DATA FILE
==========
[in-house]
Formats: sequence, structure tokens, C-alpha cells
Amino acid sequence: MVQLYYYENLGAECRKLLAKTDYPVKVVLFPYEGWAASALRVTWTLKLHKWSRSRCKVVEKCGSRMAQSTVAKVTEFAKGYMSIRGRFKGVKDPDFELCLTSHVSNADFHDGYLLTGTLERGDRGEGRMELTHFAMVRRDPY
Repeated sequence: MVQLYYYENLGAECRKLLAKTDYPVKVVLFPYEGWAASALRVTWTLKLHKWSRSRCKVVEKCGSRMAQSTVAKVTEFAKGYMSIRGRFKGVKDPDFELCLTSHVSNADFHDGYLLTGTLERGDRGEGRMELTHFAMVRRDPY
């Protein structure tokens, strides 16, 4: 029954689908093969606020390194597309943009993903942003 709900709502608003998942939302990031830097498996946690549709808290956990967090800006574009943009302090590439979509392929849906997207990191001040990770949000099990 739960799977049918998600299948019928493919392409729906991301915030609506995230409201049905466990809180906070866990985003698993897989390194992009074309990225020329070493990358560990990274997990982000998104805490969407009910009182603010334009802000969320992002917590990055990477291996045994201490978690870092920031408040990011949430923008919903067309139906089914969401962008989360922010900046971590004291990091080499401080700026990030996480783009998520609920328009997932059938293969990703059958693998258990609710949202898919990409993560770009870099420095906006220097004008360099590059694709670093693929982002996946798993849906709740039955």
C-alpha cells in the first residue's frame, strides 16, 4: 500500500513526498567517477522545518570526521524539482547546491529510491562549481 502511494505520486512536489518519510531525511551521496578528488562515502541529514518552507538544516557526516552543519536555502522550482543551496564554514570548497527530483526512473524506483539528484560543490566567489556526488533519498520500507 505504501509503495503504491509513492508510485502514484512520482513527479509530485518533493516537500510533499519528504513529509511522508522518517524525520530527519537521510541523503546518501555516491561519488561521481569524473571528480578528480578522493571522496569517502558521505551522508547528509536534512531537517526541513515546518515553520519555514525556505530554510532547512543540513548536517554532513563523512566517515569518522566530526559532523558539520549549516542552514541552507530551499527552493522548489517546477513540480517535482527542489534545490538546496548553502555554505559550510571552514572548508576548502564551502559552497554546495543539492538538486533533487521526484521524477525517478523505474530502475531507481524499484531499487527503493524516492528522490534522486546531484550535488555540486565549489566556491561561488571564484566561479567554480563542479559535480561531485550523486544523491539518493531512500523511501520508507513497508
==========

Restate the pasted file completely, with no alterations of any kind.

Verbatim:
[in-house]
Formats: sequence, structure tokens, C-alpha cells
Amino acid sequence: MVQLYYYENLGAECRKLLAKTDYPVKVVLFPYEGWAASALRVTWTLKLHKWSRSRCKVVEKCGSRMAQSTVAKVTEFAKGYMSIRGRFKGVKDPDFELCLTSHVSNADFHDGYLLTGTLERGDRGEGRMELTHFAMVRRDPY
Repeated sequence: MVQLYYYENLGAECRKLLAKTDYPVKVVLFPYEGWAASALRVTWTLKLHKWSRSRCKVVEKCGSRMAQSTVAKVTEFAKGYMSIRGRFKGVKDPDFELCLTSHVSNADFHDGYLLTGTLERGDRGEGRMELTHFAMVRRDPY
């Protein structure tokens, strides 16, 4: 029954689908093969606020390194597309943009993903942003 709900709502608003998942939302990031830097498996946690549709808290956990967090800006574009943009302090590439979509392929849906997207990191001040990770949000099990 739960799977049918998600299948019928493919392409729906991301915030609506995230409201049905466990809180906070866990985003698993897989390194992009074309990225020329070493990358560990990274997990982000998104805490969407009910009182603010334009802000969320992002917590990055990477291996045994201490978690870092920031408040990011949430923008919903067309139906089914969401962008989360922010900046971590004291990091080499401080700026990030996480783009998520609920328009997932059938293969990703059958693998258990609710949202898919990409993560770009870099420095906006220097004008360099590059694709670093693929982002996946798993849906709740039955």
C-alpha cells in the first residue's frame, strides 16, 4: 500500500513526498567517477522545518570526521524539482547546491529510491562549481 502511494505520486512536489518519510531525511551521496578528488562515502541529514518552507538544516557526516552543519536555502522550482543551496564554514570548497527530483526512473524506483539528484560543490566567489556526488533519498520500507 505504501509503495503504491509513492508510485502514484512520482513527479509530485518533493516537500510533499519528504513529509511522508522518517524525520530527519537521510541523503546518501555516491561519488561521481569524473571528480578528480578522493571522496569517502558521505551522508547528509536534512531537517526541513515546518515553520519555514525556505530554510532547512543540513548536517554532513563523512566517515569518522566530526559532523558539520549549516542552514541552507530551499527552493522548489517546477513540480517535482527542489534545490538546496548553502555554505559550510571552514572548508576548502564551502559552497554546495543539492538538486533533487521526484521524477525517478523505474530502475531507481524499484531499487527503493524516492528522490534522486546531484550535488555540486565549489566556491561561488571564484566561479567554480563542479559535480561531485550523486544523491539518493531512500523511501520508507513497508